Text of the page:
The Security Risks of Peer to Peer File Sharing
One of the most exciting parts about having a broadband Internet connection is being able to swap files over the Internet. This is known as peer to peer file sharing (P2P), and you can download all sorts of files including music, films and books. Peer to peer file sharing gives users access to literally billions of files that can be downloaded with the simple click of the mouse. What’s more, almost every P2P network, in addition to most of their content, is available for free.
Security Risks of Peer To Peer File Sharing
While peer to peer file sharing is a lot of fun, there is a downside to it. In addition to dancing around legal issues, P2P is also fairly insecure. Spyware, viruses, and Trojan horses are just some of the threats that P2P users face. Read about some of these security risks below and learn what you’ll have to be wary of when venturing into the world of peer to peer file sharing.
Worms and Viruses
The biggest security threat that users of peer to peer file sharing face, comes from sharing files that have been infected by worms or viruses. Unfortunately, some users do not know that their files have been infected, and when they put up their collection for everybody to download, they put a large number of other users at risk. Some users intentionally infect files in order to harm other users’ computers. It’s also very difficult to spot infected files because they often carry file names of popular files in order to encourage users to download them. In fact, some viruses are specifically fabricated for P2P distribution, making it even harder to steer clear of them.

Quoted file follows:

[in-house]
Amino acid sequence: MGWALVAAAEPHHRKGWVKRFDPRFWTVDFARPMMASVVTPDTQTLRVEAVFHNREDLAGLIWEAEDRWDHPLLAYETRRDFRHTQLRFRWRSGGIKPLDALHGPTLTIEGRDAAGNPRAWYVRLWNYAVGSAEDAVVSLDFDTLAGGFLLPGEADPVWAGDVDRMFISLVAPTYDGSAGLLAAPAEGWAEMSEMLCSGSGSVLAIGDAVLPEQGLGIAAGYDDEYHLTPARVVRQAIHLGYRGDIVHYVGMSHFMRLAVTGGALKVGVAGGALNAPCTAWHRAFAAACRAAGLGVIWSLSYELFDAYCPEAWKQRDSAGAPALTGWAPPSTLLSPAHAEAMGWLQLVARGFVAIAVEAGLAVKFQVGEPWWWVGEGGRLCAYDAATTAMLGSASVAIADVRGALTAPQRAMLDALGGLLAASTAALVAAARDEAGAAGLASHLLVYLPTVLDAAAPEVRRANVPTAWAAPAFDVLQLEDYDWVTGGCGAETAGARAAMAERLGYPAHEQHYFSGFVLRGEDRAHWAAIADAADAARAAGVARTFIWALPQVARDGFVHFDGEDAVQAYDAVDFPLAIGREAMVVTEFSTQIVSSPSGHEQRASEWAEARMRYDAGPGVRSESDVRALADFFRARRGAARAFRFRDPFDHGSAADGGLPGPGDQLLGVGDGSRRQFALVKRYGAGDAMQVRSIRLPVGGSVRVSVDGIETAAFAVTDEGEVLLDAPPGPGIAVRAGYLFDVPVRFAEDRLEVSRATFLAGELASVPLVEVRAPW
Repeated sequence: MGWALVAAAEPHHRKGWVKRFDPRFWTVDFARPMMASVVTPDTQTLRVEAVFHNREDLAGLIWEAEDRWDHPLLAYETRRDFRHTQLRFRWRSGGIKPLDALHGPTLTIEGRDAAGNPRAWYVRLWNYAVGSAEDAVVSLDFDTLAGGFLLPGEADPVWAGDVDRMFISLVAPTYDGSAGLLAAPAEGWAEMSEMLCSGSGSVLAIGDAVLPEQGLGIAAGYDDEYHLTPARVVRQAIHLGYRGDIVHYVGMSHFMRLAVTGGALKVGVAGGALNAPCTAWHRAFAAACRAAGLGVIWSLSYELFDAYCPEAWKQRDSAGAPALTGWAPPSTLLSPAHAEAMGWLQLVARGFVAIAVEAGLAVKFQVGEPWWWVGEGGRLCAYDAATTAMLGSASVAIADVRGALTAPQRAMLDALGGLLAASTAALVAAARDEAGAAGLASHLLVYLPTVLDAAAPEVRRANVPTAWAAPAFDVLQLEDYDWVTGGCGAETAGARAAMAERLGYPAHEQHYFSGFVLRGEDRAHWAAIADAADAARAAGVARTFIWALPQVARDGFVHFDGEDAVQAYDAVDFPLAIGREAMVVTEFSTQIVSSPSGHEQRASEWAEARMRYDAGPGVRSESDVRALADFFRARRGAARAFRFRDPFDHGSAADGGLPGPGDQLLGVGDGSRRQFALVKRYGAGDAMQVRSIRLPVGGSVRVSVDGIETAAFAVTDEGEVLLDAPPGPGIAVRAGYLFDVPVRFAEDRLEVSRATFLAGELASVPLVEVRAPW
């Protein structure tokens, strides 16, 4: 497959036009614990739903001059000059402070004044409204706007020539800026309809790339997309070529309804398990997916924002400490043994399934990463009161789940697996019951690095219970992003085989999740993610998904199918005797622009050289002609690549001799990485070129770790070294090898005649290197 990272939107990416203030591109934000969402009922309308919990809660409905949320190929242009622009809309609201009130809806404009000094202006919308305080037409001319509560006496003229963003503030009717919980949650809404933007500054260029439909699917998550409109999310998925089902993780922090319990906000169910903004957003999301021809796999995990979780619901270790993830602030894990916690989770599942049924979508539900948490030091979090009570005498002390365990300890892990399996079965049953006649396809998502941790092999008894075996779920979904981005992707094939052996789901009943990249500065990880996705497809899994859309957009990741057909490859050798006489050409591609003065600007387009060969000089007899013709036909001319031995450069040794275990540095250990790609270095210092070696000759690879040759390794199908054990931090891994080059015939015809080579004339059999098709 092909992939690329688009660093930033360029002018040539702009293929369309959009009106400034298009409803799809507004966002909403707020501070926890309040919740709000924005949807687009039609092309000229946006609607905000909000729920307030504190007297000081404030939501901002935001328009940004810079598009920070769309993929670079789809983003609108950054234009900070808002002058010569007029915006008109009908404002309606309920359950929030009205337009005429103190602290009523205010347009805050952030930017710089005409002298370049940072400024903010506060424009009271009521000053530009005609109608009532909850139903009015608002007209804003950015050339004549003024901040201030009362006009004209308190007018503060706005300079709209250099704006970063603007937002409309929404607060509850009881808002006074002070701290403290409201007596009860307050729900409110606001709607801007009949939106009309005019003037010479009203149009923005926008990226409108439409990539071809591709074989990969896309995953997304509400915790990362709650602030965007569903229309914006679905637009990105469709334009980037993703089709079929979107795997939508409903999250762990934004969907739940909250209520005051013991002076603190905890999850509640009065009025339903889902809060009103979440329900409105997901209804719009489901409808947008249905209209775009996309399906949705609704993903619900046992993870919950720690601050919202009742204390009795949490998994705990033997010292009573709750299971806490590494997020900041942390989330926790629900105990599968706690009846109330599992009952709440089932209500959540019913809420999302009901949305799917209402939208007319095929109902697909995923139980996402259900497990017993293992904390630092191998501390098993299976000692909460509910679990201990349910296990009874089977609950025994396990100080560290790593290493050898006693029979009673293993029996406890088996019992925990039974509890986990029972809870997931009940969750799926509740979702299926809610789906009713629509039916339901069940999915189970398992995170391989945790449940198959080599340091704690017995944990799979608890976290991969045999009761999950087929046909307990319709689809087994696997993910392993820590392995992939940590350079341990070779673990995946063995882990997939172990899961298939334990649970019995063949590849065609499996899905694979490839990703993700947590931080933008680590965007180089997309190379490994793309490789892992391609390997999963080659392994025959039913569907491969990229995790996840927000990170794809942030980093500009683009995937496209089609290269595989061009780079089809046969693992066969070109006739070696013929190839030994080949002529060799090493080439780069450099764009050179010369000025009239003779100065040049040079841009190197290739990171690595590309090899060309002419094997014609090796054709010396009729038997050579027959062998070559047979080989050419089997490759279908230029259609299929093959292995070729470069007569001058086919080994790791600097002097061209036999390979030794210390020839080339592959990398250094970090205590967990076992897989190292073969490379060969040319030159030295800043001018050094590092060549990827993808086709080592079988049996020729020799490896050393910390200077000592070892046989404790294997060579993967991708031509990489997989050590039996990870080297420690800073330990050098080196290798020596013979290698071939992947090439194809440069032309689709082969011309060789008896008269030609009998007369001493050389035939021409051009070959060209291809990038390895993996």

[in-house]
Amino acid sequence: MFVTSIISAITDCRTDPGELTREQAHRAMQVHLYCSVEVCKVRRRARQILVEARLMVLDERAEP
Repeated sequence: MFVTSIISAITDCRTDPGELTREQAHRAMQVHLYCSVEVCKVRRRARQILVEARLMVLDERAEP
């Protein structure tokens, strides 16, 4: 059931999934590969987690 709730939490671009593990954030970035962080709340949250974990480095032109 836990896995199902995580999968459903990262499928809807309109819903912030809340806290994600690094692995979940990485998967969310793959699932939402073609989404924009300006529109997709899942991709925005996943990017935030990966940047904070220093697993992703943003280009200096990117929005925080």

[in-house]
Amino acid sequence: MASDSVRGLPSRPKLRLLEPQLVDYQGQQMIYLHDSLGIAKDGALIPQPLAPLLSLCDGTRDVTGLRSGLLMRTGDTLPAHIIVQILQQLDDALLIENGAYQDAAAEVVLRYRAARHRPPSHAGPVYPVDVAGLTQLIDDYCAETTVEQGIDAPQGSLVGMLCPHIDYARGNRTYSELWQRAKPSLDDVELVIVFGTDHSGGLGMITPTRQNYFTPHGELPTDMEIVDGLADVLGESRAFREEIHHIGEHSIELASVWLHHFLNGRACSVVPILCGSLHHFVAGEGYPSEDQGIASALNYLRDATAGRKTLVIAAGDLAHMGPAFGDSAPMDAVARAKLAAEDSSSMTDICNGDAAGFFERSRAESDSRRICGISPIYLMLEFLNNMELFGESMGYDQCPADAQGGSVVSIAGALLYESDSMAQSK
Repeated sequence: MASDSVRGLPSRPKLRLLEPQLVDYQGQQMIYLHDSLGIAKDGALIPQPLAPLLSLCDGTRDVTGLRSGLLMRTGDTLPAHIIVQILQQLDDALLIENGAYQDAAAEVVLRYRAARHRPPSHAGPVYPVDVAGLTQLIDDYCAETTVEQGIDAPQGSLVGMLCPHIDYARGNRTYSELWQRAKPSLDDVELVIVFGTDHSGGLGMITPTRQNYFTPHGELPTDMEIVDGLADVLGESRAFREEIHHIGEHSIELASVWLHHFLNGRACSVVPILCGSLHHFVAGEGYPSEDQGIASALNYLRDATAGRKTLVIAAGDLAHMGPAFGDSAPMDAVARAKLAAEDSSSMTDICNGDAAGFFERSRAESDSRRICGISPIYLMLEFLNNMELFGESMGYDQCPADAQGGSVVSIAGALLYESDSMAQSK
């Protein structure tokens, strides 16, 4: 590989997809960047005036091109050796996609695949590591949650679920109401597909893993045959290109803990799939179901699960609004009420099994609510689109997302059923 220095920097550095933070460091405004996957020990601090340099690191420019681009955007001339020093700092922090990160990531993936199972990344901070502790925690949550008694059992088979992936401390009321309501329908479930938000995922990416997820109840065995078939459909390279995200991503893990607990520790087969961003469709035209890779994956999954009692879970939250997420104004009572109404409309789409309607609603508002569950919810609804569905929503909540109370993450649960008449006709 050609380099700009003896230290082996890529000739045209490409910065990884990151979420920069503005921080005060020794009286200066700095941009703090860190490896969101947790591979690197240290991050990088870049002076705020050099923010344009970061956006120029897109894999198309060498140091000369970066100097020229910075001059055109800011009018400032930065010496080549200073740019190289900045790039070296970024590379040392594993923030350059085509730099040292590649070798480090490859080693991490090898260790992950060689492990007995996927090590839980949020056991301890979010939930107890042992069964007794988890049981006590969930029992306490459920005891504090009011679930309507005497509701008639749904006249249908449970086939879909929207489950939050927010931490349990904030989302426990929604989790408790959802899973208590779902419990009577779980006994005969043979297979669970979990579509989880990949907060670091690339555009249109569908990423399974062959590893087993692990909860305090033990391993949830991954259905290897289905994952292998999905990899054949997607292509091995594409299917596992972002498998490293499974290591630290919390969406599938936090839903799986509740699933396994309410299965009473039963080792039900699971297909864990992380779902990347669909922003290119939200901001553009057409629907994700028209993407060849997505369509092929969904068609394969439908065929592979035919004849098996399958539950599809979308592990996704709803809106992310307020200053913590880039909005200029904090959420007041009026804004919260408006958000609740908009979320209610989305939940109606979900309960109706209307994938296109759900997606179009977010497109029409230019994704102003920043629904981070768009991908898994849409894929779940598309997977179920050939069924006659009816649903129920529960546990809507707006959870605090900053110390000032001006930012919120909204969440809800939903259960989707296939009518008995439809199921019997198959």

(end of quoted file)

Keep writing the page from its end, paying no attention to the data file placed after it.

Even though many P2P clients claim that their services are free of charge, in reality, many of these clients subsidize their activities by secretly working with advertising firms that quietly track and analyze users’ behavior. This results in what are known as “targeted ads,” meaning ads that pop up and reflect the user’s actions and apparent interests. In addition to being annoying, these ads are generated by selling users’ private information to advertising companies, which many consider to be a violation of privacy rights.
Peer to peer file sharing users must also be aware of fake files, which are often used to try and trap copyright infringers. Sometimes, large movie and music production firms place seemingly authentic files on networks in order to catch users who are infringing on copyright laws. While most firms simply want to protect their product, there is also the potential for them to go a step further and actually sabotage the machines of these users.
Peer to peer file sharing is definitely one of the highlights of a broadband Internet connection, but users should use the networks with a good degree of caution and common sense.